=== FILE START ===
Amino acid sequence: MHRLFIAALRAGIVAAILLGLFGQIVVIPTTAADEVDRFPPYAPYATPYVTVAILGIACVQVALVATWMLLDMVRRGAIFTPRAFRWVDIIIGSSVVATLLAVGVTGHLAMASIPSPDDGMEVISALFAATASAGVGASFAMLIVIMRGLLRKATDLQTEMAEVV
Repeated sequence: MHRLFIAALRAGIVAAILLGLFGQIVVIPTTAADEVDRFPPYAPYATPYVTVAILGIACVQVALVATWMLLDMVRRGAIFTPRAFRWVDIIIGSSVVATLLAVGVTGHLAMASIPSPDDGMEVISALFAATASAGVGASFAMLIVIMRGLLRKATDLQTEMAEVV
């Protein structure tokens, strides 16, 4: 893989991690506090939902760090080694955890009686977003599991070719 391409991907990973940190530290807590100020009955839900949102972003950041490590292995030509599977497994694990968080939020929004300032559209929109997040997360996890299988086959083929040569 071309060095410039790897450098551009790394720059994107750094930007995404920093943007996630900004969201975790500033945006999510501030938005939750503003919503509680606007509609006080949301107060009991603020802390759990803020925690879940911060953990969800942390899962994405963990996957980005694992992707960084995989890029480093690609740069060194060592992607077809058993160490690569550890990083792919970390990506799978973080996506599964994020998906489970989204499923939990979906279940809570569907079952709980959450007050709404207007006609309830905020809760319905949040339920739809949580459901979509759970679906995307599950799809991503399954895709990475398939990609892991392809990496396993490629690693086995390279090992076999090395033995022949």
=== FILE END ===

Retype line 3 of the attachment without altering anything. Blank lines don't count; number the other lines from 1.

């Protein structure tokens, strides 16, 4: 893989991690506090939902760090080694955890009686977003599991070719 391409991907990973940190530290807590100020009955839900949102972003950041490590292995030509599977497994694990968080939020929004300032559209929109997040997360996890299988086959083929040569 071309060095410039790897450098551009790394720059994107750094930007995404920093943007996630900004969201975790500033945006999510501030938005939750503003919503509680606007509609006080949301107060009991603020802390759990803020925690879940911060953990969800942390899962994405963990996957980005694992992707960084995989890029480093690609740069060194060592992607077809058993160490690569550890990083792919970390990506799978973080996506599964994020998906489970989204499923939990979906279940809570569907079952709980959450007050709404207007006609309830905020809760319905949040339920739809949580459901979509759970679906995307599950799809991503399954895709990475398939990609892991392809990496396993490629690693086995390279090992076999090395033995022949």